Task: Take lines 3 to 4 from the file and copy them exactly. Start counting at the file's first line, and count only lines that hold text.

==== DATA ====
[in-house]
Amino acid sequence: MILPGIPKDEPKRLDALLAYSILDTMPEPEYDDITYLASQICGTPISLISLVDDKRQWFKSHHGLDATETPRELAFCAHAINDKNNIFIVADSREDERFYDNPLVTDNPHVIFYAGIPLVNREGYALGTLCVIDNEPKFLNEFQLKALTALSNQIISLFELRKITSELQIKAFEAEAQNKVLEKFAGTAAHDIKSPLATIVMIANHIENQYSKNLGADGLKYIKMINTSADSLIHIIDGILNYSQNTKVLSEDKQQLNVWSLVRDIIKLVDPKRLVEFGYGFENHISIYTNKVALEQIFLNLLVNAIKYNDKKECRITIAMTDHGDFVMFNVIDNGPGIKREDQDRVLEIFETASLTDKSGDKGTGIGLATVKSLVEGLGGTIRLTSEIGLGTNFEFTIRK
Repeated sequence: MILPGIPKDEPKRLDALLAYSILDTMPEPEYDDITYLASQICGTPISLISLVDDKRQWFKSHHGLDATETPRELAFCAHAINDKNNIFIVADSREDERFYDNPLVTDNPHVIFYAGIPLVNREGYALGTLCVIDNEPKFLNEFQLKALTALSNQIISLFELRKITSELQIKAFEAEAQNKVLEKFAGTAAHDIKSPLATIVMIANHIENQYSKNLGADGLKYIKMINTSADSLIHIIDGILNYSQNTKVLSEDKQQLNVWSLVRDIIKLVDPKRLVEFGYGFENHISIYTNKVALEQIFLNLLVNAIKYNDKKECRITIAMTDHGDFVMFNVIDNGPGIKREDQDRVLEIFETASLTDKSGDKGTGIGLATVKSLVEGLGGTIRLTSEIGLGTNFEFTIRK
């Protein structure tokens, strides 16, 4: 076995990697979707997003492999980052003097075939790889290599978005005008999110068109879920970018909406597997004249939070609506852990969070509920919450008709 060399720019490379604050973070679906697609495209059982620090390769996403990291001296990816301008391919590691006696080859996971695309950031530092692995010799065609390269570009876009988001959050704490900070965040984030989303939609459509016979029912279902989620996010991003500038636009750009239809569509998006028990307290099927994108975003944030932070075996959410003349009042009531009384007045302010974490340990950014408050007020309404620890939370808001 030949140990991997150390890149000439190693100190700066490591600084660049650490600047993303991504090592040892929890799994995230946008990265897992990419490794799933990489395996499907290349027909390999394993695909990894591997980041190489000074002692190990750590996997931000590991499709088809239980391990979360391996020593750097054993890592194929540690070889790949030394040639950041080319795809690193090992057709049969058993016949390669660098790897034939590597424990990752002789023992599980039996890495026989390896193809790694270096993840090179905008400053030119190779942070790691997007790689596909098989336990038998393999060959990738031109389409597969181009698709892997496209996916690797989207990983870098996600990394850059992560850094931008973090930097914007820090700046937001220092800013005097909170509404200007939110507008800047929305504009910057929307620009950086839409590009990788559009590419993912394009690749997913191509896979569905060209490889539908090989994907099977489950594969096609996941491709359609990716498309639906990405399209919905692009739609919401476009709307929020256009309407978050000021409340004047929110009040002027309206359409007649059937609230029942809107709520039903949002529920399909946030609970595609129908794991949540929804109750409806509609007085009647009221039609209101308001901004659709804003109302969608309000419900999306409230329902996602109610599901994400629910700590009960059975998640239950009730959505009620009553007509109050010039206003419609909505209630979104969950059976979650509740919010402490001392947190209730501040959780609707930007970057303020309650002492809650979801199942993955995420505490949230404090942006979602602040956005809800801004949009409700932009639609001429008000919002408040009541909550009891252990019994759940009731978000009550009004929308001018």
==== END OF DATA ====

Repeated sequence: MILPGIPKDEPKRLDALLAYSILDTMPEPEYDDITYLASQICGTPISLISLVDDKRQWFKSHHGLDATETPRELAFCAHAINDKNNIFIVADSREDERFYDNPLVTDNPHVIFYAGIPLVNREGYALGTLCVIDNEPKFLNEFQLKALTALSNQIISLFELRKITSELQIKAFEAEAQNKVLEKFAGTAAHDIKSPLATIVMIANHIENQYSKNLGADGLKYIKMINTSADSLIHIIDGILNYSQNTKVLSEDKQQLNVWSLVRDIIKLVDPKRLVEFGYGFENHISIYTNKVALEQIFLNLLVNAIKYNDKKECRITIAMTDHGDFVMFNVIDNGPGIKREDQDRVLEIFETASLTDKSGDKGTGIGLATVKSLVEGLGGTIRLTSEIGLGTNFEFTIRK
């Protein structure tokens, strides 16, 4: 076995990697979707997003492999980052003097075939790889290599978005005008999110068109879920970018909406597997004249939070609506852990969070509920919450008709 060399720019490379604050973070679906697609495209059982620090390769996403990291001296990816301008391919590691006696080859996971695309950031530092692995010799065609390269570009876009988001959050704490900070965040984030989303939609459509016979029912279902989620996010991003500038636009750009239809569509998006028990307290099927994108975003944030932070075996959410003349009042009531009384007045302010974490340990950014408050007020309404620890939370808001 030949140990991997150390890149000439190693100190700066490591600084660049650490600047993303991504090592040892929890799994995230946008990265897992990419490794799933990489395996499907290349027909390999394993695909990894591997980041190489000074002692190990750590996997931000590991499709088809239980391990979360391996020593750097054993890592194929540690070889790949030394040639950041080319795809690193090992057709049969058993016949390669660098790897034939590597424990990752002789023992599980039996890495026989390896193809790694270096993840090179905008400053030119190779942070790691997007790689596909098989336990038998393999060959990738031109389409597969181009698709892997496209996916690797989207990983870098996600990394850059992560850094931008973090930097914007820090700046937001220092800013005097909170509404200007939110507008800047929305504009910057929307620009950086839409590009990788559009590419993912394009690749997913191509896979569905060209490889539908090989994907099977489950594969096609996941491709359609990716498309639906990405399209919905692009739609919401476009709307929020256009309407978050000021409340004047929110009040002027309206359409007649059937609230029942809107709520039903949002529920399909946030609970595609129908794991949540929804109750409806509609007085009647009221039609209101308001901004659709804003109302969608309000419900999306409230329902996602109610599901994400629910700590009960059975998640239950009730959505009620009553007509109050010039206003419609909505209630979104969950059976979650509740919010402490001392947190209730501040959780609707930007970057303020309650002492809650979801199942993955995420505490949230404090942006979602602040956005809800801004949009409700932009639609001429008000919002408040009541909550009891252990019994759940009731978000009550009004929308001018």